Catch That LED! is a simple electronic game which tests the player's reflexes. The player flips a switch to "catch" the green LED in the middle.
I designed Catch That LED! a few years ago; however, since I've only recently begun soldering, creating the game on a board seemed like a good way to advance my soldering skills.
Notable changes from the original design are the addition of a RC debouncer for the player input switch and the replacement of an IC with a single transistor.
Day-by-day progress photos
Here are some of the stages of the circuit being produced:
I began by setting up the first 555 timer, whose signal (astable) is used to advance the currently-lit LED.
The potentiometer varies the frequency.
Work began on the counter IC, whose job is to iterate through the ten LEDs.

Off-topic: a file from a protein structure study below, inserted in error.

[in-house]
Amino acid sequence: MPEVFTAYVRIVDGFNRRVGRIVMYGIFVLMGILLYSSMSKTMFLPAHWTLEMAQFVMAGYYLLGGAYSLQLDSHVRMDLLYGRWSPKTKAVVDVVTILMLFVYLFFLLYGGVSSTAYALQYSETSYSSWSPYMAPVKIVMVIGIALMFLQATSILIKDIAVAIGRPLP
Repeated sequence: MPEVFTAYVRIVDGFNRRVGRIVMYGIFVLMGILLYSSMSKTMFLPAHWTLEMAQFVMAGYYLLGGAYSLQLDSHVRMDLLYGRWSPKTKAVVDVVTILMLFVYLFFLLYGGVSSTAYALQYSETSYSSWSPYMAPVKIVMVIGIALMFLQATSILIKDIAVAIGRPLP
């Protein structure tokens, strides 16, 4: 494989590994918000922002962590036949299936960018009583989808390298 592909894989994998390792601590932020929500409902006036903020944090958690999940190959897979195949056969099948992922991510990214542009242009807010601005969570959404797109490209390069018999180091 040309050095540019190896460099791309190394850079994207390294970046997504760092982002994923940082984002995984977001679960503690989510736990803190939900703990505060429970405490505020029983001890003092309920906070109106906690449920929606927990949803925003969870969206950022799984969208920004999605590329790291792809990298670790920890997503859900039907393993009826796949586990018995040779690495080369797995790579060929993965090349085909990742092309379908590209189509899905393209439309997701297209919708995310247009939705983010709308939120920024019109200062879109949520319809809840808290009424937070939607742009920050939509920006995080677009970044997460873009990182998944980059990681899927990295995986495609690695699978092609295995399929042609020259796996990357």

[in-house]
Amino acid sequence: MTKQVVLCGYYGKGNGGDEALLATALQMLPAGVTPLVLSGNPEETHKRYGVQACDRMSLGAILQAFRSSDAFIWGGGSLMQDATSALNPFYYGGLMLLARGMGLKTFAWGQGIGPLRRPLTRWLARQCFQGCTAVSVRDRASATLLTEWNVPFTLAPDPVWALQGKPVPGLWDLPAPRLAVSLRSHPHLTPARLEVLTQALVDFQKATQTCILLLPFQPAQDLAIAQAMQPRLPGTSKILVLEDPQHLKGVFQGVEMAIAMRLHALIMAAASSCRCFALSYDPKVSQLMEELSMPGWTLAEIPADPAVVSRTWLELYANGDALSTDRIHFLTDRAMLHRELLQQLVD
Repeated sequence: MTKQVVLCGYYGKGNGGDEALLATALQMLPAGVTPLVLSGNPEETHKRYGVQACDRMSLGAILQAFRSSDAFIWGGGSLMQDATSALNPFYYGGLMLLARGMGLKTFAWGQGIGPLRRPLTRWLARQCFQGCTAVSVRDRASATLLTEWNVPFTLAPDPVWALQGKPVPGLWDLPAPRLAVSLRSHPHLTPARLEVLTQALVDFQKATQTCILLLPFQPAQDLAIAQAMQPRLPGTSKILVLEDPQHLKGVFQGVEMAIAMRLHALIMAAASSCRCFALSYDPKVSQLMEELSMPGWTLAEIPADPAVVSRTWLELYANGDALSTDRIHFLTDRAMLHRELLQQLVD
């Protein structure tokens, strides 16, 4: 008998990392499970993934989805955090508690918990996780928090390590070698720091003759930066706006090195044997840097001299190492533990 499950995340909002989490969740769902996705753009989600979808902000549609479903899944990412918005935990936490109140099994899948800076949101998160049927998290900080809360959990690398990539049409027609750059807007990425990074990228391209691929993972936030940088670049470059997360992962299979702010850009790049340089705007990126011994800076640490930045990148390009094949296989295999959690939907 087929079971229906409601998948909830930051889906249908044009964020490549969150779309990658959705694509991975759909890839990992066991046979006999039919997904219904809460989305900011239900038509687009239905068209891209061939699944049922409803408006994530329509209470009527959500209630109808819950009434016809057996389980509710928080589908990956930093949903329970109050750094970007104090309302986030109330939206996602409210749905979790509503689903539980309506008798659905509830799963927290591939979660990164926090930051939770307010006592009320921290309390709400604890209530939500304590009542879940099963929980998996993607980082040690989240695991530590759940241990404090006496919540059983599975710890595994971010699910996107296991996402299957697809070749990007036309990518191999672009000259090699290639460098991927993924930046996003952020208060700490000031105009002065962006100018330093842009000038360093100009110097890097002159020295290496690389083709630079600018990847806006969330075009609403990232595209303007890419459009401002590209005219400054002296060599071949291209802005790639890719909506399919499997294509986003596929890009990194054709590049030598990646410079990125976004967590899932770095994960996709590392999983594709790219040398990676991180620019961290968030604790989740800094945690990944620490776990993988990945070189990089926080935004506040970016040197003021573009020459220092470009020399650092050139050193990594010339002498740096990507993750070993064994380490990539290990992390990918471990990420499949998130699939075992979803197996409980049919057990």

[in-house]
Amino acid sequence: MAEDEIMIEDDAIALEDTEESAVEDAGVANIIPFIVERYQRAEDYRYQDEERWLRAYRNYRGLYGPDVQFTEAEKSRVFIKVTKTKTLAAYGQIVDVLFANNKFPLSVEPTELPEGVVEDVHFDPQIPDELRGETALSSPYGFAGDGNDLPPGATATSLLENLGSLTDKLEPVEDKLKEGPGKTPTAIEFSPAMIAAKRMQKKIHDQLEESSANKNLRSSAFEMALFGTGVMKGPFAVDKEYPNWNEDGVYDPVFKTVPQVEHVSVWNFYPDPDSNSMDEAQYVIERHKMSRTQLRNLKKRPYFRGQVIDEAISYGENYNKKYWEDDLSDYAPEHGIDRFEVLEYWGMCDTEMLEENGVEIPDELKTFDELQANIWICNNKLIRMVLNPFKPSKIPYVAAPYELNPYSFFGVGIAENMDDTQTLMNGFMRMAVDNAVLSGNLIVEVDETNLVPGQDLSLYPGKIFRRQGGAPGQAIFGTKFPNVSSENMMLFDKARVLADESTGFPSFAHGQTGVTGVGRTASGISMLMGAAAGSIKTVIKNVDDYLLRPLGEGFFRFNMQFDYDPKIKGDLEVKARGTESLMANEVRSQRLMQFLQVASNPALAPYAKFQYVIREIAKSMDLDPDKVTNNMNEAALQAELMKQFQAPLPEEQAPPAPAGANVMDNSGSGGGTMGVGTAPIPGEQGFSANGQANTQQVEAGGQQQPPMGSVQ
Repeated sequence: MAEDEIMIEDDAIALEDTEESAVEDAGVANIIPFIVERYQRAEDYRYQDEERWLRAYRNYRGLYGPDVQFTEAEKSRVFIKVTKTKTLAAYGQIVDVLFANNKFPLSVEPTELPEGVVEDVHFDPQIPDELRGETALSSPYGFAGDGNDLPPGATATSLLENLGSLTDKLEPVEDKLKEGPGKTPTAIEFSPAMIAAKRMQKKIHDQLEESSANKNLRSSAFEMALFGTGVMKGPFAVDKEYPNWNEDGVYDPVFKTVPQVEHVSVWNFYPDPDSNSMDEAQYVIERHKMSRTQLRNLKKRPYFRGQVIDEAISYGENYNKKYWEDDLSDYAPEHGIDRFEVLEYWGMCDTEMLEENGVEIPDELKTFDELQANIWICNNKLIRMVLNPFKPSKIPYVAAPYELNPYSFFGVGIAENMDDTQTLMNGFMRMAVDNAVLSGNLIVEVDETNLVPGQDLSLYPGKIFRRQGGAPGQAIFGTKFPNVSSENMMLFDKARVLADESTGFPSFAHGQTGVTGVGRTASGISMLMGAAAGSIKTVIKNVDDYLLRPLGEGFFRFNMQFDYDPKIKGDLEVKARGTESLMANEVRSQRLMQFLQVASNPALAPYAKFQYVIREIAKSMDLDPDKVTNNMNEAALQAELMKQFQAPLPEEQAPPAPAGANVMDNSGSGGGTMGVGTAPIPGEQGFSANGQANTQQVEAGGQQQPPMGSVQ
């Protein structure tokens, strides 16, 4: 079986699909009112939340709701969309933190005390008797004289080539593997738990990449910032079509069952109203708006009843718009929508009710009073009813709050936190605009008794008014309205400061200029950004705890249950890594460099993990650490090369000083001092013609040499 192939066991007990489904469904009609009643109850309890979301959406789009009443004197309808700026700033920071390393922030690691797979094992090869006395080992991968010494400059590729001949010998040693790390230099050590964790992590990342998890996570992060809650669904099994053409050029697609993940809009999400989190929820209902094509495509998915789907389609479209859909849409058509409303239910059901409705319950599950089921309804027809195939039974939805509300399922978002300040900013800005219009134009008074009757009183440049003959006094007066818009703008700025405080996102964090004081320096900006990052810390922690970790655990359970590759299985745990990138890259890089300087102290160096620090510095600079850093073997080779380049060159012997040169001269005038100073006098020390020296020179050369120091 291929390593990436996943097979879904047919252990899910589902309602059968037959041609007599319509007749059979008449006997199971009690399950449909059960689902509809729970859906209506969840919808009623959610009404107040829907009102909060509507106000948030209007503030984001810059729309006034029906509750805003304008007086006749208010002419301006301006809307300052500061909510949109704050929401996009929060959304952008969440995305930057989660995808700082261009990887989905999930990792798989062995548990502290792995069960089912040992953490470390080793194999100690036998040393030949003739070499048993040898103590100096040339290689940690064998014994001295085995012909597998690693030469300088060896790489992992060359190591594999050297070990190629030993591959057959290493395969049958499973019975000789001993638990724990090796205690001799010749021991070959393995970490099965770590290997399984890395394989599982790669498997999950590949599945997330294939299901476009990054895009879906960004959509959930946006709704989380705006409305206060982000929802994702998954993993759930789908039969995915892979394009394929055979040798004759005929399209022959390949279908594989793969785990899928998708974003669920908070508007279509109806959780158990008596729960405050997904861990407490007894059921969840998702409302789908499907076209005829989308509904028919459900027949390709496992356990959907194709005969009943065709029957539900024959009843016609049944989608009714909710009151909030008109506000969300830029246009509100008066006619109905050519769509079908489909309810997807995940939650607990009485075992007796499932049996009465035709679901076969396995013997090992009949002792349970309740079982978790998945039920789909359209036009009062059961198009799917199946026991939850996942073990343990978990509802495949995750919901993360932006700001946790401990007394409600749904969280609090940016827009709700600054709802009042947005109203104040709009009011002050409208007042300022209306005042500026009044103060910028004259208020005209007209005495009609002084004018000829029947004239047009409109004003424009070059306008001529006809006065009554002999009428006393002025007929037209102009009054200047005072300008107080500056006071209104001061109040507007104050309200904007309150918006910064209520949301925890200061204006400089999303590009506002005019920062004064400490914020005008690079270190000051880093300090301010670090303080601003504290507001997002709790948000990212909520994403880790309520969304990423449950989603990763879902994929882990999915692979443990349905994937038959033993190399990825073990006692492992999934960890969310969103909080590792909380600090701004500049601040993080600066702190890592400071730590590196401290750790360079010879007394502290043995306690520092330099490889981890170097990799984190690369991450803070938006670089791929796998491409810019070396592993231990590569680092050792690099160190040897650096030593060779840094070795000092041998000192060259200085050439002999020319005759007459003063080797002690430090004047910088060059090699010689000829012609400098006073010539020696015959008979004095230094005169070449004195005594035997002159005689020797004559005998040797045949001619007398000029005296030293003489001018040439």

The player's switch has also been added here.
The LEDs are now properly aligned and soldered in their slots.
All LEDs have been wired up here.
Also, the audio pitch modifier has been added. Its purpose is to change the frequency of the sound being played by changing the speaker's 555 timer's RC time constant.
The speaker's 555 timer (astable) is now fully connected.
The next step was to add the logic checks which determine whether the speaker outputs a high-pitched "you won!" sound, or stops altogether for the "you lost!" case.
Next, the logic checks which make the speaker alternate between two different sound frequencies as the LEDs are "running".
Finally, the speaker was mounted to the board and connected; the potentiometer received its knob.
A power plug along with an on/off switch were also added near the speaker.
The player input debouncer (RC circuit) was also added here.
So far, this is the best soldering job I've done.